Paul Naquiddin Stewart Mohammad alluded to the same: “I think the Government should give equal rights to all. Regardless of what race we are, we are all Malaysian citizens and hence, we deserve equal rights.”
Was it because I was critical of the government? That’s not a new phenomenon. Was it then, because of who I am related to? Maybe it’s all of the above.
If I had not stated my relation with Tunku, would the interview piece still have gone viral? I had liked to believe that people had related to my views, not to whom I’m related to. But that’s wishful thinking isn’t it?
I was naive to think, that after 20 years of Tunku’s passing, the sudden appearance of his descendant; young, female, Malay and Muslim, would not garner any attention.
Of course, this is in no way trying to relegate the responses from readers as they were overwhelmingly supportive and encouraging, and surprise surprise, I made a lot of new friends both online and offline. But most importantly, I had deliberately offered critical views in the hope that it would spark a debate and to instigate a review of our perceptions on race and race relations in Malaysia.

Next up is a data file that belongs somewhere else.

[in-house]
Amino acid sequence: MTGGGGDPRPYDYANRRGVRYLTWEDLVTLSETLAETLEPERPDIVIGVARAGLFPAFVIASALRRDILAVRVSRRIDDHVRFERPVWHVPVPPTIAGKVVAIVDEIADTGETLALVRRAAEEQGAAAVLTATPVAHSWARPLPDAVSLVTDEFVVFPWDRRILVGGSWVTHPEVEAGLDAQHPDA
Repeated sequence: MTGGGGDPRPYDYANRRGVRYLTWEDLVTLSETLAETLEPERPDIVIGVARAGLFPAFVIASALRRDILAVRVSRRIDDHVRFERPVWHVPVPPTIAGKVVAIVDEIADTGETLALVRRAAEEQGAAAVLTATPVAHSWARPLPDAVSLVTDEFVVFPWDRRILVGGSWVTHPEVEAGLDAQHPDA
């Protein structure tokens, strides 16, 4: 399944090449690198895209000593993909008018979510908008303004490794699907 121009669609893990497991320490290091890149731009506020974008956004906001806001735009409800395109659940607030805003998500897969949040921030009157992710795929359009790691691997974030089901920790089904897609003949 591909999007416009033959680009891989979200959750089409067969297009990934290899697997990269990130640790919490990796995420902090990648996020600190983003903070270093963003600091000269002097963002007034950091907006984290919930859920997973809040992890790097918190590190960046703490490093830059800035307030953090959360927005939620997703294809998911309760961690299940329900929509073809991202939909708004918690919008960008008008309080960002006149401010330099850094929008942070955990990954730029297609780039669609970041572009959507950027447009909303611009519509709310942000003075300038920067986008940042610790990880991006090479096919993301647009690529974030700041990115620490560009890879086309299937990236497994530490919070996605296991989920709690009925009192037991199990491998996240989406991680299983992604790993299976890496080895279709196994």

Of course I couldn’t avoid the attack from turning onto myself; it is not surprising that criticisms of my views were mostly targeted on how I look and on my pedigree rather than on what I’m saying except for a few suggestions to read history (whose history I wonder?).
Nevertheless, it is inspiring to know that many more young people are switched on and are taking ownership of their country, engaging in debates with naysayers.
It is encouraging that so many people want change and are aspiring for change. And if I had played a role, even if it’s small, in igniting that spark, then that’s something that I had contributed within my own capacity towards a change that’s long overdue.
I was 24 when I did that interview. Now 27, I still stand by every word I said.
I may be a bit wiser that words can be taken out of context just by adding a few instigative lines.
I hope that people would also be wiser about sharing information, to understand that altering information, deliberately or otherwise, is not a small matter and carries serious implications.
Action does not come without intention, honest or selfish, and I would like to believe, in my case, it is the former rather than the latter.